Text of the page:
So today, I’m going to provide a tip for quickly appending items to existing notes in Evernote via email, something that works from any platform or device from which you can send email.
Append vs. Add New
Most people familiar with Evernote know that you can email notes to your Evernote account simply by sending them to the special email address that Evernote provides you with. (You can find this address in your Account Info settings.)
People are also probably aware that you can file and tag notes in email as well. By using the @ in the subject line, you can tell Evernote in which notebook to file a note. Using the # symbol allows you to tag the note. So, for instance, if I wanted to create a new note in my Ideas notebook and tag it “story idea” I would give my message the following subject line:
Subject: New story idea @Ideas #story idea
And this would get filed and tagged appropriately.
This is great for creating new notes, but what if you want to append to an existing note. That is, instead of creating a new note, what if you want to add some additional information to an existing note?
Evernote provides a way for you to do this via email as well, although it isn’t as clearly documented as filing or tagging.
Appending via email
Suppose I already have a note in Evernote, like this one:
You can see the note title is “Notes for Going Paperless post” and you can see that I’ve got one line of text in the note.
To append to this note by email, I do the following:
- Create a new email message addressed to my Evernote email account.
- In the Subject line, include the title of the note that I want to append to, followed by a space and a plus sign.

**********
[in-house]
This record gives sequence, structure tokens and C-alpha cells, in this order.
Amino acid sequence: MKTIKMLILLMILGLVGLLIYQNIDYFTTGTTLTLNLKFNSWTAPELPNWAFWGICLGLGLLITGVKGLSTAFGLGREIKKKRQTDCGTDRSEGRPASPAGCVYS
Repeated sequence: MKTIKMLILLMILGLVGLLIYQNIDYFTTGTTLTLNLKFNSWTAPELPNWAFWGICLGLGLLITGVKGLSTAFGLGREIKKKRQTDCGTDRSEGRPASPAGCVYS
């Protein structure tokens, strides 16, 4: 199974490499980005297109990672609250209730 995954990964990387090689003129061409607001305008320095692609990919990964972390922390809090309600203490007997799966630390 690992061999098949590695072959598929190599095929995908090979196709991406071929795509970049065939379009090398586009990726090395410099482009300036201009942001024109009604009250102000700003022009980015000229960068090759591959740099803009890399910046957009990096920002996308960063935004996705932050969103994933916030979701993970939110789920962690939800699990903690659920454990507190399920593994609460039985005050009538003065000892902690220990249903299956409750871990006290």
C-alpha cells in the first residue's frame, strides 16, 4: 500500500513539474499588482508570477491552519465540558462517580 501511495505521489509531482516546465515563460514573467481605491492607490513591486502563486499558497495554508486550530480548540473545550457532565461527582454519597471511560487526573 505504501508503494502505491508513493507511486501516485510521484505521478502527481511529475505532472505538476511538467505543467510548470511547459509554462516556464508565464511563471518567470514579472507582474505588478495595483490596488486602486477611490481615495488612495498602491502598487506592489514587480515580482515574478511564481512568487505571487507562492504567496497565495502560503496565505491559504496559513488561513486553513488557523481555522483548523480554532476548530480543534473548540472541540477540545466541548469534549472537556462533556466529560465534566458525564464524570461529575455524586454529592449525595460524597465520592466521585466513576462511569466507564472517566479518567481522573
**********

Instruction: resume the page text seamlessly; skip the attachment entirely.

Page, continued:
- Include the text I want to append in the body of the email message.
- Send the message.
Here is what my email message looks like:
The space followed by a plus sign (+) at the end of the Subject is what tells Evernote to append this to an existing message. Here is how Evernote goes about doing this:
- It looks for a note with the title you’ve given in the subject line.
- If it finds a single match, it appends the text to that note.
- If it finds more than one note with the same title, it appends to the most recent note.
- If it cannot find a note with a matching title, it creates the note, instead of appending to an existing one.
After I send the email message above and sync my version of Evernote with the server, here is what my note looks like:
You can see that the text from the body of my email message was added. Not only that, the formatting came through as well (you can tell it is a larger font than the original text in the message).
Why append to existing notes?
I’ve found several uses for appending to existing notes. If I am out and about, and want to capture notes for a story that I am working on, I prefer to keep them all in a single note, so I will append to the “current story” note.
You might keep a note called “Grocery List” and append to that note as needed, instead of adding a new note for each item you want to pick up from the store.
Next week, I’ll show you another scenario where this feature comes in particularly handy.
A cross-platform solution
Appending to notes via email works across all platforms. It works on Mac and Windows, it works on iOS and Android. All you need is an email client and an Evernote account. Just remember that when you send the message you want the subject line to match the title of the note you want to append to, and include the space + at the end of the subject line, which tells Evernote to append this to the note, instead of creating a new note.
Next week is my 100th Going Paperless post, and I’ve got a special one planned. Remember how I said that once each month I’d provide a more advanced automation tip? Well, I’ve got a really good one planned. Stay-tuned.
If you have a suggestion for a future Going Paperless post, let know me. Send it to me at feedback [at] jamietoddrubin.com. As always, this post and all of my Going Paperless posts is also available on Pinterest.
Last week’s post: Achievement Unlocked! Using Evernote to Track Achievements.